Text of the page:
How to configure Samba Server in Linux



Samba Server is using the Server Message Block (SMB) protocol to allow Linux systems to interface with Windows systems in the network. Samba is licensed under the GNU Public License and is open source.

In this article, we will be known about the installation of Samba Server

We can simply install the samba as follows

#yum –y install samba

Now create a Directory and files to share

[root@localhost ~]# mkdir /sambashare
[root@localhost ~]# chmod 770 /sambashare/
[root@localhost ~]# cd /sambashare
[root@localhost sambashare]# touch test1 test2 test3
[root@localhost sambashare]# ls
test1  test2  test3
[root@localhost sambashare]#

Now create the samba user

We have to add users to samba database in order to access Samba shared files and resources

[root@localhost ~]# useradd test
[root@localhost ~]# smbpasswd test -a
New SMB password:
Retype new SMB password:
Added user test.

Now create a group for samba users and then add the users to it.

[root@localhost ~]# groupadd smbusers
[root@localhost ~]# chown :smbusers /sambashare
[root@localhost ~]# usermod -G smbusers test

Now configure the smb.conf file

All the samba configuration is done in the /etc/samba/smb.conf file. There are two parts in the smb.conf file.

  1. The first part is the global section, In this section, The generic properties of the Samba service are defined.
  2. The second part contains the share definitions, In this part share specific settings are defined. There ate two special shares may be enabled i.e
    • [homes] contains default values for accessing home directories that are shared through Samba.
    • [printers] is used to provide access to printers that are shared using the CUPS printing system.

In the global section, we can configure the basic samba parameters likeWorkgroup, security level, host allow etc.

creating shares

To create  the shares, we need to add the section near to the end of the smb.conf file

Path The path on the Linux file system of the shared directory.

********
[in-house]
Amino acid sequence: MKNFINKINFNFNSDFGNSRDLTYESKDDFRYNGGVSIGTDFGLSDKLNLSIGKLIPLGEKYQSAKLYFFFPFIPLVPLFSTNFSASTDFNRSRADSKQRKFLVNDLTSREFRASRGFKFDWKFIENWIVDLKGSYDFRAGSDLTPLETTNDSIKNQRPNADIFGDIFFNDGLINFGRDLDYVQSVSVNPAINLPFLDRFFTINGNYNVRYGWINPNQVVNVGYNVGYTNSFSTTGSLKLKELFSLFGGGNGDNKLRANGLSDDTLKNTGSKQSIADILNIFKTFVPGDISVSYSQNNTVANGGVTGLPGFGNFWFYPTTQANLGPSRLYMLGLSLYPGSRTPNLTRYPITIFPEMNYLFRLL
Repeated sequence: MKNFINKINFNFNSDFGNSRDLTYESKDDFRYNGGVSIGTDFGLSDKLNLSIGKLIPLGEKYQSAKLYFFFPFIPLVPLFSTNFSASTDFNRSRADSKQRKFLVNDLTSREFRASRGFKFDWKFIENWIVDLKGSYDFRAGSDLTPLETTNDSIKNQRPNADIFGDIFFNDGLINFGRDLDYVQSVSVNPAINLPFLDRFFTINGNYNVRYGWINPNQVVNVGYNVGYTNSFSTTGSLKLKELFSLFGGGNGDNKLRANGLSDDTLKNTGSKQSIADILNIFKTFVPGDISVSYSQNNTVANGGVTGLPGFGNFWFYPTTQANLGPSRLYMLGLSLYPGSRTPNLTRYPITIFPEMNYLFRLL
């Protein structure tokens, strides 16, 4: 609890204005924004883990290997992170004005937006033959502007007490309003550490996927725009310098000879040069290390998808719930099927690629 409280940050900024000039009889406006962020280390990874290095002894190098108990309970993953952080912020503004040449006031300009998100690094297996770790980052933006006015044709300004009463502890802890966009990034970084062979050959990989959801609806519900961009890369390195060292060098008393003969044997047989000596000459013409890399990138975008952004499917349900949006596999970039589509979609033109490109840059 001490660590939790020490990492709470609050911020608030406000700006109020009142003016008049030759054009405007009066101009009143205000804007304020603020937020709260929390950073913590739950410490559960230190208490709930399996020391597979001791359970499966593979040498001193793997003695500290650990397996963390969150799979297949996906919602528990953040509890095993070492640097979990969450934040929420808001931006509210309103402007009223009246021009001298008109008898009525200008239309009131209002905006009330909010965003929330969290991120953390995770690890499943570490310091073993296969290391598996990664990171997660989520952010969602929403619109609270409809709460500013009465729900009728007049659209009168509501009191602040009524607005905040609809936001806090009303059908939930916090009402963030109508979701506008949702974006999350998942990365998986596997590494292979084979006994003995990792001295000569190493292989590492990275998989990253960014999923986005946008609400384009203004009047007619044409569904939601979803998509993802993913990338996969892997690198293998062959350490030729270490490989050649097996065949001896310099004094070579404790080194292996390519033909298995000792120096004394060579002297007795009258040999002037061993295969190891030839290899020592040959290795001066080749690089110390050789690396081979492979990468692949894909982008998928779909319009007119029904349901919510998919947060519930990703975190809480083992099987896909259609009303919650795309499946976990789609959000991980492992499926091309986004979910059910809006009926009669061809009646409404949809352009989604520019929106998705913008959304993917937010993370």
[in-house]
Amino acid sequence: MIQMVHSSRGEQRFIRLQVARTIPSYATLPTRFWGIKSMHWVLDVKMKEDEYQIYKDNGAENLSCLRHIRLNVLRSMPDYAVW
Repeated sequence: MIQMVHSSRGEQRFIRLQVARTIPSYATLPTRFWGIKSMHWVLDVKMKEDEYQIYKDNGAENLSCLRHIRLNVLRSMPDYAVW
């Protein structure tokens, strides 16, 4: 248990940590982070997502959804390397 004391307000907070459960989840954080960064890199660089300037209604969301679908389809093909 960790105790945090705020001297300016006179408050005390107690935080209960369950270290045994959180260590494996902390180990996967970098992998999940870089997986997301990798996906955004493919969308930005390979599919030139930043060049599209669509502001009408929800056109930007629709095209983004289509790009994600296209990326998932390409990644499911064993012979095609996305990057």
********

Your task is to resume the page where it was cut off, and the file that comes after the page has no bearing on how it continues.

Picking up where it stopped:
writable Enables write access on a share. If set to yes, all authenticated users have the write access (if also permitted by Linux permissions). If set to no, a comma separated write list of users or groups can be used to specify names of users and groups that have write permissions on the share.

read only Setting the read-only parameter to no has the same effect as setting writable to yes.

write list Contains a comma separated list of users or groups that have write access, even if writable is set to no. To use groups, put a @ or + in front of the group name.

valid users Use to limit access to the share to listed users only. By default, all users have access to the share.

comment Use to specify a comment. This comment is displayed to users before connecting to the share.

guest ok Allows access to the guest account. Be careful using this because it basically bypasses all security settings. This parameter is required on some administrative shares though.

browseable Allows browse access to shares, which means that users can navigate through the share structure to see items available in the share. Make sure to disable on the [home] share.

Now add the share to your configuration file as follows

comment = My Samba Share
path = /sambashare/
write list = @smbusers

After completion fo adding these lines save the file and run the following command to check for errors


Now configure the firewall to accept the connection for samba server as follows

#firewall-cmd --permanent --add-service=samba
#firewall-cmd --reload

Now configure the SELinux for Samba server as follows

#semanage fcontext -a -t samba_share_t "/sambashare(/.*)?"
#restorecon -R -v /sambashare/

Now enable and start the samba server as follows

#systemctl enable smb
#systemctl start smb

Now check it in windows system

Now Enjoy Samba server.



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This is Naga Ramesh Reddy from Vijayawada (India).I have 4+ years of experience in System and Network Administration field. I like to read and write about Linux, Cisco, Microsoft technologies and the latest software releases. Particularly I am mad about Linux flavors like Centos, RHEL, Ubuntu and Linux Mint.